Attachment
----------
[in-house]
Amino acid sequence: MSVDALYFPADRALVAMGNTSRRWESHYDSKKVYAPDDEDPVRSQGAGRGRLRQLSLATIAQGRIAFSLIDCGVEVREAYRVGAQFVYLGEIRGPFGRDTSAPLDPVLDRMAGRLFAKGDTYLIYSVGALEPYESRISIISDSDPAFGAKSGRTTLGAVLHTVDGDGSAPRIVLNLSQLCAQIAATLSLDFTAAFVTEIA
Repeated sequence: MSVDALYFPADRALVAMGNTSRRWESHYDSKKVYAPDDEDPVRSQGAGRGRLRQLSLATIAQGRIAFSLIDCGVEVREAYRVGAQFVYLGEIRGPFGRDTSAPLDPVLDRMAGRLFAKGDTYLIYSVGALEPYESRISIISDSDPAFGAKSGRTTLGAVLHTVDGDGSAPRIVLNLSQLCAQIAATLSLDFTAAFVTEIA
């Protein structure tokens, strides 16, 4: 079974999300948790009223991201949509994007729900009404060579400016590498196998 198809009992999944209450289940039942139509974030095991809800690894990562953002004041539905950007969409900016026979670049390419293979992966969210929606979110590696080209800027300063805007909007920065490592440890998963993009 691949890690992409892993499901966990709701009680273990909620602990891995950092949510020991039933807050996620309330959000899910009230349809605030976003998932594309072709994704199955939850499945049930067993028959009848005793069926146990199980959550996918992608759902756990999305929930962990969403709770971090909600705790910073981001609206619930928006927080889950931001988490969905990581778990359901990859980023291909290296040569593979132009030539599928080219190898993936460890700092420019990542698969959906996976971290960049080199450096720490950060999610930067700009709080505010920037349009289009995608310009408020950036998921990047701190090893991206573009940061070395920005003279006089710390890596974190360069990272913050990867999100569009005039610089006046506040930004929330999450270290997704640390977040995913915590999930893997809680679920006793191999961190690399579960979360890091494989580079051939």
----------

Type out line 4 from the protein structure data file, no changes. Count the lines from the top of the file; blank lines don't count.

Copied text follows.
């Protein structure tokens, strides 16, 4: 079974999300948790009223991201949509994007729900009404060579400016590498196998 198809009992999944209450289940039942139509974030095991809800690894990562953002004041539905950007969409900016026979670049390419293979992966969210929606979110590696080209800027300063805007909007920065490592440890998963993009 691949890690992409892993499901966990709701009680273990909620602990891995950092949510020991039933807050996620309330959000899910009230349809605030976003998932594309072709994704199955939850499945049930067993028959009848005793069926146990199980959550996918992608759902756990999305929930962990969403709770971090909600705790910073981001609206619930928006927080889950931001988490969905990581778990359901990859980023291909290296040569593979132009030539599928080219190898993936460890700092420019990542698969959906996976971290960049080199450096720490950060999610930067700009709080505010920037349009289009995608310009408020950036998921990047701190090893991206573009940061070395920005003279006089710390890596974190360069990272913050990867999100569009005039610089006046506040930004929330999450270290997704640390977040995913915590999930893997809680679920006793191999961190690399579960979360890091494989580079051939």